GAINING IAEA BOARD MAJORITY FOR RUSSIAN LEU RESERVE WILL TAKE WORK - INDIA STILL A PROBLEM

Identifier: 
09UNVIEVIENNA424

C O N F I D E N T I A L UNVIE VIENNA 000424

SIPDIS

FOR T, ISN, SCA/ISNB, S/SANAC, IO/GS, EUR/PRA AND EUR/RUS
DOE FOR NA-20, NA-243
NSC STAFF FOR SCHEINMAN, HOLGATE
NRC FOR OIP DOANE, HOLZMAN

E.O. 12958: DECL: 09/11/2014
TAGS: ENRG, TRGY, PARM, KNNP, IAEA, RS, IN, PK
SUBJECT: GAINING IAEA BOARD MAJORITY FOR RUSSIAN LEU
RESERVE WILL TAKE WORK - INDIA STILL A PROBLEM

REF: A. MOSCOW 2248
B. STATE 80019

Classified By: Ambassador Glyn T. Davies, reasons 1.4 (b) and (d)

1. (U) In their introductory meeting September 8, 2009,
Ambassador Davies asked Russia's IAEA Governor, Ambassador
Grigory Berdennikov, how he saw the state of play on the
issue of assurance of nuclear fuel supply. Berdennikov said
he was pleased Director General ElBaradei had referred
encouragingly to the issue in his statement opening that
week's meeting of the Board of Governors. Because of that
statement, Russia, he said, would speak on the issue under
Any Other Business (which we had encouraged the day before,
and which Berdennikov did September 10; all statements to the
Board on fuel assurances reported septel).

2. (C) Berdennikov said the GOR was planning to pursue Board
approval of the Angarsk LEU fuel reserve proposal in November
(when the IAEA Board next meets, November 26-27). He said
some "unimportant missing pieces" remained between Russia and
the IAEA Secretariat but that Moscow would pass the two
agreement texts to the USG "immediately" after they are
finalized. Russia was relying on U.S. approval of the
arrangement, he said. The Ambassador indicated his
understanding that we would be supportive.

3. (C) Berdennikov noted that the Board must authorize the
Director General (DG) to sign the Russia-IAEA agreement and
under defined conditions to enter into the model transfer
agreement with purchaser countries. He asserted there was no
prospect of gaining consensus support for the arrangement
from the Board as currently constituted or in its next
constellation, when, he noted, Pakistan will join. The only
route to approval in the Russian view is to adopt the method
by which indefinite extension of the NPT was gained in 1995:
advocates draft a resolution and gather co-sponsors in excess
of half of the Board's membership, so that upon introducing
the resolution majority support is manifest. Berdennikov
noted that Russia itself could likely not be the sponsor
enlisting co-sponsors, and he recalled the role Canada had
played in the NPT scenario.

4. (C) Berdennikov concluded that the arrangement should be
pushed through as soon as it is ready, in order to avoid that
it be delegated to a Board working group where skeptics could
talk it to death. He was working with ROSATOM to have the
project approved in November, he said, also because he was
not sure how committed the next DG (Japan's Yukiya Amano)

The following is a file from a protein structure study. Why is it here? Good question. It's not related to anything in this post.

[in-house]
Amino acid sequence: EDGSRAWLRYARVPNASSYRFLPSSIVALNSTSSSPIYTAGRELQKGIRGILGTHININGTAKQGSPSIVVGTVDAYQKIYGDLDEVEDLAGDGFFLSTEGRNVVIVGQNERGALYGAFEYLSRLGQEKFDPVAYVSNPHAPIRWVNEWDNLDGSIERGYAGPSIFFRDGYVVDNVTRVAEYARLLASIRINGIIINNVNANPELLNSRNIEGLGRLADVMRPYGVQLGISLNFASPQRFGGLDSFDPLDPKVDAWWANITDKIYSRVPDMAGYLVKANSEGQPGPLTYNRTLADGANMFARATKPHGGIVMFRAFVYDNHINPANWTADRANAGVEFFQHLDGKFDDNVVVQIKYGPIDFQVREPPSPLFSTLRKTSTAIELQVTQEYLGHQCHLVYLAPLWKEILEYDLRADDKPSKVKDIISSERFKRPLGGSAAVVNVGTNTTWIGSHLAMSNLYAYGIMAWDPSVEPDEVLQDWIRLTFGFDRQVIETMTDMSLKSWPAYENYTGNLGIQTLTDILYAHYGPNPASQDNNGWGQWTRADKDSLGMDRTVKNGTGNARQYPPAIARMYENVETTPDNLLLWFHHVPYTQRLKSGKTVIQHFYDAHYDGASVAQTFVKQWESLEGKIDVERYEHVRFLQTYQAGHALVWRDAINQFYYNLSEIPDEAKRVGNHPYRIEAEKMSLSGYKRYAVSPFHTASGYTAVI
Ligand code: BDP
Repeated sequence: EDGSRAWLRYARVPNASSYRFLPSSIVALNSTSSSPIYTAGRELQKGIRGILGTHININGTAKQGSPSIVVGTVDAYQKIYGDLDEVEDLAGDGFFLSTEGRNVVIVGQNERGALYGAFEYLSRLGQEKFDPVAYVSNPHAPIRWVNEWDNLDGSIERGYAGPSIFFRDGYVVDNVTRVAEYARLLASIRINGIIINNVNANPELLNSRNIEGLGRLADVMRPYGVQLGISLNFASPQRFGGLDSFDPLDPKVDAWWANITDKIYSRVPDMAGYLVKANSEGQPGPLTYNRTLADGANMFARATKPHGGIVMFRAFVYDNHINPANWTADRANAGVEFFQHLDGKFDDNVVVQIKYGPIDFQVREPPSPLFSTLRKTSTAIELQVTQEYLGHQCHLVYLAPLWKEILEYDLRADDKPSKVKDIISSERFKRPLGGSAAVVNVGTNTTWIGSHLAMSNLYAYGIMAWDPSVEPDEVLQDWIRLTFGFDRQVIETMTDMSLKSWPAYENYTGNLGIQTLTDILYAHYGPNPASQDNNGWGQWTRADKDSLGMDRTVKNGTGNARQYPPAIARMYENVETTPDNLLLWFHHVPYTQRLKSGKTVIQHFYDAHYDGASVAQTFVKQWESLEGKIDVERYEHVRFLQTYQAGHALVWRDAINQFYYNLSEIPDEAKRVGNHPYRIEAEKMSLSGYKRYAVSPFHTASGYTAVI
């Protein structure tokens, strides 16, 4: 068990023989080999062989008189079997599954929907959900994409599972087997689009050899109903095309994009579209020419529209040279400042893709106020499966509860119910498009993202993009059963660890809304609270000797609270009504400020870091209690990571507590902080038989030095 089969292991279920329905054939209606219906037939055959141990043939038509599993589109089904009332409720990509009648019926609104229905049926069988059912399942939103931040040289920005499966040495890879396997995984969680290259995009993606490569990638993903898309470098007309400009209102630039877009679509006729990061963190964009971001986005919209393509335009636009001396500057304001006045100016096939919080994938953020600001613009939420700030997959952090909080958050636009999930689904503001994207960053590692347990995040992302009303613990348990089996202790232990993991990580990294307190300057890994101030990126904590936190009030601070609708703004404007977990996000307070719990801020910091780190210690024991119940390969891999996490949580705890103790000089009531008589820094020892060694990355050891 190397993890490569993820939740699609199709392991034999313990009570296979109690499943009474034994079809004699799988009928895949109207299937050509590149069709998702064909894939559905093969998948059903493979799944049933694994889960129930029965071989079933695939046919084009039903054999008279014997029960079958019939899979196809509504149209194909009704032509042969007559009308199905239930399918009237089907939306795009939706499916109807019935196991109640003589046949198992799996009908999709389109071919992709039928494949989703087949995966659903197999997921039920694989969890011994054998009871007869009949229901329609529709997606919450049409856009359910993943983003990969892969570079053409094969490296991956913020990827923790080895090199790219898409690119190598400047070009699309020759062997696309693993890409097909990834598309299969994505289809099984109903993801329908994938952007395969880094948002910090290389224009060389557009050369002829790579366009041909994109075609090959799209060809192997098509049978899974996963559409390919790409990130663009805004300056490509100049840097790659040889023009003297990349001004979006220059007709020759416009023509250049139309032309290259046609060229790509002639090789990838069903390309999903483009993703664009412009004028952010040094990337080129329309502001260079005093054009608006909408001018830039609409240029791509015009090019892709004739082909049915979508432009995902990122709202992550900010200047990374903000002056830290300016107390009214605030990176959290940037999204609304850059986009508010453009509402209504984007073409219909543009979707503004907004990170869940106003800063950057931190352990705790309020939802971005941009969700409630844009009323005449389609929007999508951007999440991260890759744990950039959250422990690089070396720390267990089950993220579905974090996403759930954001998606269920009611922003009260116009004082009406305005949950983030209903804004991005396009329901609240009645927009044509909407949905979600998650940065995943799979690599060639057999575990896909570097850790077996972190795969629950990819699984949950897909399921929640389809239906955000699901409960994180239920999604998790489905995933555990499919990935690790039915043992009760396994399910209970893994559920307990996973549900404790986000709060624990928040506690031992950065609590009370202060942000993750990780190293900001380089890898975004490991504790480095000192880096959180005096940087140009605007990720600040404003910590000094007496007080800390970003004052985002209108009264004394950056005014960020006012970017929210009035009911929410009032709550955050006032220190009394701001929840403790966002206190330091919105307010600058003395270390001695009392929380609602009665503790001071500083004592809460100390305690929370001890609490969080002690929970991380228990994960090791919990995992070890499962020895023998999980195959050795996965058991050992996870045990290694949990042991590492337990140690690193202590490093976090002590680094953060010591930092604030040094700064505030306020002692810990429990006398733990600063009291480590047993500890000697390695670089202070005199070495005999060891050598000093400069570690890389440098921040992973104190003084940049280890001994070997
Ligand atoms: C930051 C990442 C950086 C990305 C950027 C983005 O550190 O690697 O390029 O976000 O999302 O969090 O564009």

would be to an IAEA role in fuel assurance. "It seems he's a
little afraid of alienating the G-77," Berdennikov said
drily, before adding that Amano had "said the right things in
capitals." Ambassador noted USG outreach in recent weeks in
skeptical capitals.

5. (C) Comment: This will not be easy. Berdennikov
neglected to mention the role South Africa played in 1995
enlisting G-77 support or acquiescence for NPT extension. A
similar team effort is advisable if not indispensable in this
case. Approving the Russia arrangement in a simple majority
vote that splits along "North-South" lines would be a Pyrrhic
victory. Looking at the roster of the Board that will
convene September 22 for the ensuing twelve months, the
Republic of Korea looks to be a credible champion/proxy to
line up supporters for a resolution, but would need help
working the G-77 side of street. Peru, Mongolia, one of the
African members (one yet to be determined) or other
candidates are possible.

6. (C) Comment cont'd: The proposal will need a contingent of
G-77 states to vote on the technical merits over the
strongest voices within the G-77/NAM on the issue, those of

opponents (and non-NPT signatories) Pakistan and India. For
the second Board meeting in succession, India delivered the
most retrograde statement, positing that the Board should
reach consensus on norms for any fuel assurance mechanisms
submitted "to the Board or General Conference" before
considering specific proposals; these norms should include
that any mechanism operate under predetermined,
Board-approved, non-discriminatory conditions, be available
to all states in compliance with safeguards obligations, and
not infringe a state's rights. Understandably fixated on its
status under the NPT and suspicious perhaps of the market
implications, India seems unwilling to weigh agnostically the
Russian proposal as a facility being offered by one Member
State under IAEA auspices that would provide benefit at the
margins of the global LEU market to other, smaller states.
End Comment.

DAVIES